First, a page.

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Employers with Thriving Workers Get these 5 Things Right

2 min read.



Employer Branding

Since 2022 was the year of ‘quiet quitting’ (and other unhelpful ‘quiet’ goings on) and engagement levels have sunk to worrying depths, it is safe to assume you are ready for a more optimistic term.

Well, here it is, right on theme: ‘quiet thriving.’ First coined by Lesley Alderman in an article in The Washington Post, the phrase applies to employees who make the necessary changes to start genuinely enjoying their jobs.

While ‘quiet quitting’ perpetuates an idea that achieving balance in your personal life requires sacrificing your spark and commitment at work, ‘quiet thriving’ is based on the firm belief that there need not be a trade-off.

Disengagement is an opportunity for growth

Many employers assume that once an employee has ‘checked out’ engagement-wise, it is because they fundamentally do not like the job and not a lot can be done to fix things.

That is usually not the case.

While it is true that disengaged employees are more of a flight risk, they more often cite lack of development opportunities, stress, and poor management as the culprits for their dissatisfaction than the role itself. 

As the adage goes, “People don’t leave jobs, they leave managers.”

The good news here is there are a whole host of ways to reinforce even the most fragile bond and turn a disengaged employee into a thriving one.

Here are our top picks.

How to create space for your employees to thrive:

Launch a gratitude campaign

People need to feel valued in order to thrive. A gratitude campaign is based on showing basic appreciation and can be easily implemented in both office-based and fully remote organisations.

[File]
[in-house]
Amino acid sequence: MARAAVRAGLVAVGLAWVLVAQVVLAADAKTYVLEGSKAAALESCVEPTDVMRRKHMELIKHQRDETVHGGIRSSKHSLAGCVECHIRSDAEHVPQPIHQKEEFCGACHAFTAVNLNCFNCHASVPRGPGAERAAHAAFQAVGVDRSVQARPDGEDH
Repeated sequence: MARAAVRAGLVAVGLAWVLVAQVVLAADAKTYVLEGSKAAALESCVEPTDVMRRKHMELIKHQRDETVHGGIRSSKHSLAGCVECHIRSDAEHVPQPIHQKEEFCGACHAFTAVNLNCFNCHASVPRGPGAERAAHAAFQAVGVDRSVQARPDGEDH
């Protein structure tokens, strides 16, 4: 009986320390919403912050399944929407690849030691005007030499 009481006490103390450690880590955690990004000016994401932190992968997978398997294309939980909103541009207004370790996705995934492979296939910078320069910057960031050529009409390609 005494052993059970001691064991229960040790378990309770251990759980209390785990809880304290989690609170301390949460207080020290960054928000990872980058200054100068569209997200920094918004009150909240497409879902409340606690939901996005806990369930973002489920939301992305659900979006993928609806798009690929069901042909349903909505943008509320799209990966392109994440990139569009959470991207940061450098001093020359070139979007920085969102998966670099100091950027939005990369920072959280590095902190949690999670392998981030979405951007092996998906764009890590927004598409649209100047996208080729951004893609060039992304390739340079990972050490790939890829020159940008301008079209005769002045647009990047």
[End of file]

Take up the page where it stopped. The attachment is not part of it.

Now is the time to make a conscious and sustained effort to acknowledge the small things, giving credit where it’s due and showing employees that their effort and willingness is not lost on you.

Whether you use a physical noticeboard, an online platform or group emails to highlight that recognition, efforts should be sincere and regular.

Do your research

Trying to fix engagement issues in the workplace without digging around to find the causes is like trying to perform surgery blindfolded. Nobody recommends that.

Get a pulse on what your employees already like about working at your company. What is tethering them to the organisation? Is there potential to extend those things further?

Similarly, use anonymous surveys to find out what employees don’t like so much about their day-to-day. Gathering such feedback is the best way to get clear and precise about what changes will have the biggest impact.

Say “yes” more

In the Washington Post article, Alderman notes that employees who want to thrive at work should be willing to make changes to craft a job they find meaningful. It follows then, that employers should be open-minded to approving requests when they arise.

Does an employee want flexible hours to maximise their productivity? Or the chance to upskill and work on new projects? If it is within your power to grant these things, do so. It will make people feel heard and increase their sense of autonomy.

Emphasise a sense of purpose

According to one study, a keen sense of purpose is a common denominator for 80% of thriving employees. Regularly reminding employees of what your organisation is working towards can help connect them to a greater sense of meaning, which directly affects engagement levels.

Keep everyone up to date with new business goals, the latest achievements and how their work has contributed and watch their motivation soar. 

Be mindful with meetings

There has been much speculation recently about whether we spend more time in meetings than is productive or necessary. A recent study from Microsoft revealed that sitting in back-to-back video calls causes stress levels to build in your brain.


Given that thriving employees are seven times more likely to work for a company that prioritises employee wellbeing, cancelling unnecessary meetings, encouraging regular breaks, introducing ‘focus time’ or blocking out one ‘no-meetings’ day a week are just a few of the ways that you can respect your employees’ mental health and prevent the dreaded ‘zoom burnout.’

Employers who contribute to this shift in the workplace and create space for their staff to thrive, quietly or otherwise, will reap huge benefits in productivity, innovation, and the overall success of their businesses.

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